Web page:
On 31 December 2019, a cluster of pneumonia of unknown etiology was reported in Wuhan City, Hubei Province of the People’s Republic of China. On 30 January 2020, the World Health Organization’s (WHO) Emergency Committee declared the illness known as Coronavirus Disease 2019 (COVID-19) a Public Health Emergency of International Concern (PHEIC), and on 11 March declared it a pandemic. Since the outbreak began, as of 27 March, more than 465,000 cases and over 21,000 deaths have been reported globally. Confirmed cases have been reported in 196 countries/territories/areas, with new cases and countries reporting daily. The observed steady increase in the number of COVID-19 cases globally continues to influence mobility restrictions. According to the Travel Restriction Monitoring conducted by IOM’s Displacement Tracking Matrix (DTM), 40,026 restrictions on mobility have been imposed in 182 countries, territories and areas as of 26 March 2020. Despite the registered overall stabilization in new restrictions, the restrictive measures based on passenger arrival country continued to increase by 4 per cent. In addition to external border restrictions, a new trend with several governments and regions now imposing internal mobility restrictions has been observed.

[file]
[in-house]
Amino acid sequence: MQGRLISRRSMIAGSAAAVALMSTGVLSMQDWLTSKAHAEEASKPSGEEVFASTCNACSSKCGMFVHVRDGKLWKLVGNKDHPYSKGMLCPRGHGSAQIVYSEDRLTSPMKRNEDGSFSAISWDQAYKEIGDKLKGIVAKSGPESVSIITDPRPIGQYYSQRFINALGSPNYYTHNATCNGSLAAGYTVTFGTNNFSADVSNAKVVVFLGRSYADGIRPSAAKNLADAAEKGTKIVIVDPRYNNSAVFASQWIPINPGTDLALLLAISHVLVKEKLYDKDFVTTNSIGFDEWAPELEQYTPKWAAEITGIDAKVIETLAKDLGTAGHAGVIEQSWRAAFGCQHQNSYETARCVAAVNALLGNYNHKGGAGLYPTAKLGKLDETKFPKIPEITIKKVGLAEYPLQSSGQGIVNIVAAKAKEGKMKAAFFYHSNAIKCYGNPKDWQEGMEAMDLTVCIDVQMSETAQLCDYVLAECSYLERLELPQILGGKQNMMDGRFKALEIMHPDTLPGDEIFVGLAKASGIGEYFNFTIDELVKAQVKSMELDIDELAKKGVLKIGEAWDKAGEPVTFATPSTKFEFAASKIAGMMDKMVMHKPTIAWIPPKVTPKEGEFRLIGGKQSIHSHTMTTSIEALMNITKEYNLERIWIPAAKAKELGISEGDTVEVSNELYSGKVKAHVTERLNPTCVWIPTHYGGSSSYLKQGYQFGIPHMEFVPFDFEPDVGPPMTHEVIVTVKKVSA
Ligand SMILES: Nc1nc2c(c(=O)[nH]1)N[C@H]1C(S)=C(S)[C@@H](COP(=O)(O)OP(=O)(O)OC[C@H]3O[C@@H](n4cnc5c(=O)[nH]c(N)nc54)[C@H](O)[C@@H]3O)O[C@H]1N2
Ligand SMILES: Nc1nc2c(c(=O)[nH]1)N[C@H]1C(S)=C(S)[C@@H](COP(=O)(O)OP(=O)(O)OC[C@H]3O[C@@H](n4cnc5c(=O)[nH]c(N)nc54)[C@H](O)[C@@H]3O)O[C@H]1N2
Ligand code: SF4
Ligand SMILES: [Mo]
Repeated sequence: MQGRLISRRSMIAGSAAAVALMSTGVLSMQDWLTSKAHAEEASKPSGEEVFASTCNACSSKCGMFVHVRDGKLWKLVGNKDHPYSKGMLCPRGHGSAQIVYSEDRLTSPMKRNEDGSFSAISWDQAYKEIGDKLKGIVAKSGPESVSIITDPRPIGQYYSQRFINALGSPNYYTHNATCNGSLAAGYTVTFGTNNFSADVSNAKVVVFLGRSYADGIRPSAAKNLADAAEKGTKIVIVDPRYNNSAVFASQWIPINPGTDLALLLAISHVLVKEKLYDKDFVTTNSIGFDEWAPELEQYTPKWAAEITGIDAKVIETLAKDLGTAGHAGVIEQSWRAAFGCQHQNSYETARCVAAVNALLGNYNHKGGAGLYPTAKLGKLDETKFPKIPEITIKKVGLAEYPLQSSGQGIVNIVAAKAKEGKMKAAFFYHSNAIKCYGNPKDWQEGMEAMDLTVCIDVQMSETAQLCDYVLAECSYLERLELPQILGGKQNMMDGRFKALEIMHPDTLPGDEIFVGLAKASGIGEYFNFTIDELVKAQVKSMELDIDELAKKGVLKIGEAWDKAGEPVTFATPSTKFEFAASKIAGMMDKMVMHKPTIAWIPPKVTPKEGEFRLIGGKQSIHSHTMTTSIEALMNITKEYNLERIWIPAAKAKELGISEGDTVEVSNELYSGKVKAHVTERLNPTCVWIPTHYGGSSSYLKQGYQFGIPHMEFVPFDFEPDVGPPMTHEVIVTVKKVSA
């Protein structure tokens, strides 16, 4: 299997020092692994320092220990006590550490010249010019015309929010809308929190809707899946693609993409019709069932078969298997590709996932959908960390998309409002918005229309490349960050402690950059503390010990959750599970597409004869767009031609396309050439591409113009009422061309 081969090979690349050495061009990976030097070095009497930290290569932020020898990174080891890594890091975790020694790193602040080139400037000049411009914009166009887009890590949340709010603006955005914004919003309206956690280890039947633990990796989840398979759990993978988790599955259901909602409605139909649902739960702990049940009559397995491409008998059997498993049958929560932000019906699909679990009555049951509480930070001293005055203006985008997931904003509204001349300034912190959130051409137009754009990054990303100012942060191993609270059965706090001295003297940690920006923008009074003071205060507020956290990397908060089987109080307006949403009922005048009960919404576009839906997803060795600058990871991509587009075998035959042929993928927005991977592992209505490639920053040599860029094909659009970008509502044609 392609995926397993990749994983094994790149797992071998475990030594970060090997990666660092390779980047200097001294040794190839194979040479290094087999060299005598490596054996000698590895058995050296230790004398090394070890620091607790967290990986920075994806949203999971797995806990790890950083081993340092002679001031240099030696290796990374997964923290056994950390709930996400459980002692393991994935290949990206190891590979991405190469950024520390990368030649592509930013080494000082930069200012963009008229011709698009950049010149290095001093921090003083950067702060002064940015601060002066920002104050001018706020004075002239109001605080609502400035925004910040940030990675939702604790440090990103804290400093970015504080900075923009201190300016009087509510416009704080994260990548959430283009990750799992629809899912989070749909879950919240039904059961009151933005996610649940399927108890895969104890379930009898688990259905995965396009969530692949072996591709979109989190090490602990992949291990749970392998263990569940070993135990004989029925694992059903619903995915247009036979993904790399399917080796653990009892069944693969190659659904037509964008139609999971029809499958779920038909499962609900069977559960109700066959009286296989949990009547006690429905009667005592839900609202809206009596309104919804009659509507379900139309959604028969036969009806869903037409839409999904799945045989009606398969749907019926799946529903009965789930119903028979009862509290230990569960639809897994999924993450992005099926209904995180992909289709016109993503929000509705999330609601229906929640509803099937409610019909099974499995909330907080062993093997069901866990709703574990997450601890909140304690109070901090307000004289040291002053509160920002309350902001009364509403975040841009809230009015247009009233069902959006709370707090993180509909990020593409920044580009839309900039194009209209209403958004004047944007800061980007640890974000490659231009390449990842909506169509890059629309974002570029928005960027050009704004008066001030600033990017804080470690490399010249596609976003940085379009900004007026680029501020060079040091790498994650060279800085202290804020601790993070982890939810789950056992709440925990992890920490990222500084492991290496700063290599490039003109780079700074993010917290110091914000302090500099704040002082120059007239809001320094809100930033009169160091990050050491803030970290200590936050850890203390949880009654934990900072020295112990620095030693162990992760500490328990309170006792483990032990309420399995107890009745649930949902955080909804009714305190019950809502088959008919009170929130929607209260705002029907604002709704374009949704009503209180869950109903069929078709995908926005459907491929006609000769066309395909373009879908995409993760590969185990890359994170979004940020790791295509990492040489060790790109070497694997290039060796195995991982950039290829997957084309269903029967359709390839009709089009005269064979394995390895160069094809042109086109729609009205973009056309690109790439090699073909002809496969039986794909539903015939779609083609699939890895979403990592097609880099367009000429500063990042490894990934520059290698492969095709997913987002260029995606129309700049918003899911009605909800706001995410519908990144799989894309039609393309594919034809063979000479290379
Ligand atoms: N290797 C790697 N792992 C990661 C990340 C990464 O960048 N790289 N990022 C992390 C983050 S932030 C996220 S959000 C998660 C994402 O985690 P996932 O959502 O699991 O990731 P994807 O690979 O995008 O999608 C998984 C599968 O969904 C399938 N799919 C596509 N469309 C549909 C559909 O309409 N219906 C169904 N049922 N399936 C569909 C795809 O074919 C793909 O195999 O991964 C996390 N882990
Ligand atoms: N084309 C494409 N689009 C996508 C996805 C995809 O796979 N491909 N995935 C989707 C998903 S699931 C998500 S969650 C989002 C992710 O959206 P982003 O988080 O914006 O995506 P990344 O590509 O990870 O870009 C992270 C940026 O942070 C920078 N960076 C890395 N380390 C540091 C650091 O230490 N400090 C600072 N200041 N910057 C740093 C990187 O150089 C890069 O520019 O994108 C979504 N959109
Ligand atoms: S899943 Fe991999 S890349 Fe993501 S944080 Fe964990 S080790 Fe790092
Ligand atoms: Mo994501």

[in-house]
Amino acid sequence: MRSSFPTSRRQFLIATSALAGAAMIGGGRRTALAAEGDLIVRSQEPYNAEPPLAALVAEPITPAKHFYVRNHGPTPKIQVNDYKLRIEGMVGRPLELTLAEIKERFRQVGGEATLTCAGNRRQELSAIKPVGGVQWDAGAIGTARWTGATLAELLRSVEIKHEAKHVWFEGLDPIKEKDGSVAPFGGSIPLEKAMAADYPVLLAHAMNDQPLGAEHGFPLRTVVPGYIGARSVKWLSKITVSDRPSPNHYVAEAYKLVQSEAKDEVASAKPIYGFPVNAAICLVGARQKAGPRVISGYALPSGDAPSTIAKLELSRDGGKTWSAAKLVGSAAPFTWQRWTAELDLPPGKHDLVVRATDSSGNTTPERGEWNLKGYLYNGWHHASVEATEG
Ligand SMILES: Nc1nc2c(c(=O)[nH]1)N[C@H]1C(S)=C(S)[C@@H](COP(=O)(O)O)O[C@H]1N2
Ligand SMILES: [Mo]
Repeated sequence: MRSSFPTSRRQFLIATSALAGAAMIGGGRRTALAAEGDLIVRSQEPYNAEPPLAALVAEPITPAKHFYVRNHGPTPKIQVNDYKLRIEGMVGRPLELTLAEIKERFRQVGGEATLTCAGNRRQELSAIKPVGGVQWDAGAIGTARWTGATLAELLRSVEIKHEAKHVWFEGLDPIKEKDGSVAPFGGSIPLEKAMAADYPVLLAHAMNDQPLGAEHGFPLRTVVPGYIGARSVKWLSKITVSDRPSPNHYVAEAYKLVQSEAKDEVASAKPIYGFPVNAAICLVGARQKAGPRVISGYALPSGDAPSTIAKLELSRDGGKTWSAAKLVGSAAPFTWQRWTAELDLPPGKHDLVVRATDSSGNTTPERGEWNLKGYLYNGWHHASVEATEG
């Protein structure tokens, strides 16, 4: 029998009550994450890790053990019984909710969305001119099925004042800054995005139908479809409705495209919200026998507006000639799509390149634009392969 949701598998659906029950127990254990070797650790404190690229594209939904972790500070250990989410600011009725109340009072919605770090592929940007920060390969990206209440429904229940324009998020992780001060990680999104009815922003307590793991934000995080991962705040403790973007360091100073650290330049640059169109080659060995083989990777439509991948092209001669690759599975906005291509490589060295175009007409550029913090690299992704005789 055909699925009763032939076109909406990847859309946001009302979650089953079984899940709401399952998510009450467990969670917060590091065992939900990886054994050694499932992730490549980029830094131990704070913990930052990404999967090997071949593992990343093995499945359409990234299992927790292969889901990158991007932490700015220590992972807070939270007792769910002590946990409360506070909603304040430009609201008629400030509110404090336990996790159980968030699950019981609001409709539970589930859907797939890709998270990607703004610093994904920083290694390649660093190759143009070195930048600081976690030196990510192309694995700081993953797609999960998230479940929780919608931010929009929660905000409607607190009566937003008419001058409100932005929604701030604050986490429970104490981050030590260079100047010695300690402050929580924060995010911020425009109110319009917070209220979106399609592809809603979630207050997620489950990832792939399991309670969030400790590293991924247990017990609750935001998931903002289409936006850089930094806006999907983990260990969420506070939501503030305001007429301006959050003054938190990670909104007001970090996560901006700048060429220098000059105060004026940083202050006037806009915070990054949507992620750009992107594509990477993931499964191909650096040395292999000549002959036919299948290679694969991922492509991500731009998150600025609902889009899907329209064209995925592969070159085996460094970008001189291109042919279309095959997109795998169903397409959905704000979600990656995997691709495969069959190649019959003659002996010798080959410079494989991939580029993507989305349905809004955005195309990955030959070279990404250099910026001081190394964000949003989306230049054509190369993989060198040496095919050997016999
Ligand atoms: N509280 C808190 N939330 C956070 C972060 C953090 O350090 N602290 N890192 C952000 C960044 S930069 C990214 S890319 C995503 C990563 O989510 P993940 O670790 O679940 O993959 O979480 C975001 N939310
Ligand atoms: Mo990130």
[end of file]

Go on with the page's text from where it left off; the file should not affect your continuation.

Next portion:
IOM is the lead agency for Pillar: Points of Entry as part of the Regional Partners Coordination Platform for Preparedness and Response to COVID-19 for East, Horn and Southern Africa as well as for West and Central Africa (chaired by WHO). IOM is closely engaged with the broader United Nations system on how to include migrants and migration in the COVID-19 response. For example, IOM participated in and contributed to the extraordinary meeting of the UN Network on Migration Executive Committee on 25 March to assess the way in which the Network needs to adjust its work, including the way it works, in light of the COVID-19 crisis, and to develop a plan of action, in line with the Network Terms of Reference. As a global cluster co-lead for the Camp Coordination and Camp Management (CCCM), IOM is working with its counterparts and chair of the global working groups to plan and prepare for a series of webinars that will aim at providing support to field colleagues on adapting and adjust their programming in preparedness for reducing risks of COVID-19 in displacement locations. The first of the webinars will be on the 2 April and will look at camp management standards and the application of such standards in the context of COVID19. Subsequent webinars (planned for every Tuesday) will cover topics on community engagement and risk communication, capacity development, and remote management. IOM is in the process of developing a global approach to mobilizing financial, professional and human resources available in the global diaspora and transnational communities to help strained communities and health systems cope with the challenges related to the COVID 19 outbreak. Specifically, IOM will mobilize medical professionals among diaspora to volunteer and temporally return to their home communities to support with the crisis response. Further, the already existing channels of collaboration on IDiaspora.org will be reinforced to enable crowdfunding and a donation function, to ensure that additional financial support and resources can be channeled consistently and in a trusted manner to those in most need.